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The CoViD-19 pandemic has brought about a panoply of institutional challenges both domestically and in the international arena. Classical constitutional theory thereby…
The CoViD-19 pandemic has brought about a panoply of institutional challenges both domestically and in the international arena. Classical constitutional theory thereby underwent a reinvention by the executive for the sake of speedy policy action and to the detriment of institutional control while favouring authoritarian forms of governance. This paper concerns itself with institutional responses to such developments, placing emphasis on the role of the judiciary and people*s in contesting emergency decrees and other executive orders, especially where fundamental rights are infringed upon. The paper aims to explore the difficulties arising with exerting absolute executive powers during the health crisis, the respective role assumed by constitutional courts and the impact of the new governance paradigm on forms of public contestation, also as a means of quasi institutional control.
Indeed, the right to health may be translated into political discourse and become foundational to security and public interest paradigms. This may result in a shrinking public space given the constraints to the freedom of movement. In the name of public safety, the (collective) right to assembly, expression and protest have been submitted to major limitations in that regard.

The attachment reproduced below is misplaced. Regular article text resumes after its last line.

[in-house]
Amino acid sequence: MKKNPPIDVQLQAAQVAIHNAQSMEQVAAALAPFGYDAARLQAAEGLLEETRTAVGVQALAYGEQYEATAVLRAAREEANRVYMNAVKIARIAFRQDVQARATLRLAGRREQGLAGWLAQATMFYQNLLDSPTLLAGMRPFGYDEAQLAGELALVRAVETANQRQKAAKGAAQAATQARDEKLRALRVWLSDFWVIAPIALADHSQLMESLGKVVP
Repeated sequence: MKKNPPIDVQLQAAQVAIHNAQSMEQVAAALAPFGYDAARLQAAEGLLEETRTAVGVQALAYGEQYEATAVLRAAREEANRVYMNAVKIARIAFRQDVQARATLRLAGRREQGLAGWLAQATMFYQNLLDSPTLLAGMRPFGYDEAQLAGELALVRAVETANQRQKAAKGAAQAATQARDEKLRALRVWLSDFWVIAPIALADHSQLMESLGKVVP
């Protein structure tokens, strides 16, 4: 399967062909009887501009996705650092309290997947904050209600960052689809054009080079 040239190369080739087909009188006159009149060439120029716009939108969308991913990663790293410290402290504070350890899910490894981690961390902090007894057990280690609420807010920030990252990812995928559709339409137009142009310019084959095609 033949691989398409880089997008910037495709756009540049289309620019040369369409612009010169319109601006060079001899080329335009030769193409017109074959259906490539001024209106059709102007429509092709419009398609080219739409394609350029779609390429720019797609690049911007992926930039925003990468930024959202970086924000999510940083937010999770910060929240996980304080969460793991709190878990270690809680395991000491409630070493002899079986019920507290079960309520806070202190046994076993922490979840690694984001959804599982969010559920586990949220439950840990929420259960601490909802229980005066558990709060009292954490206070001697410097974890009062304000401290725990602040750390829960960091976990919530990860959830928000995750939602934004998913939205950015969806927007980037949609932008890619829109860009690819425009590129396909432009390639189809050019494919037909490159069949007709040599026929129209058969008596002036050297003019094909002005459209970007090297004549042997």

Ultimately, this re-opens debates on the meaning of absolute rights and contextualities of derogations, as well as the reconcilability of civil and political rights and economic, social and cultural rights. It also exposes social inequalities, social justice dimensions and vulnerabilities, often exacerbated by the health crisis; migrant rights demonstrably face particularly severe and intersectional forms of violations.
Particular values lie with the interdisciplinary approach embraced in this paper; the authors draw on a variety of social sciences disciplines to shed light on this very current issue. Both theoretical and empirical methods are used and combined here, making sense of the underlying logic of virus governance and its impacts on fundamental rights.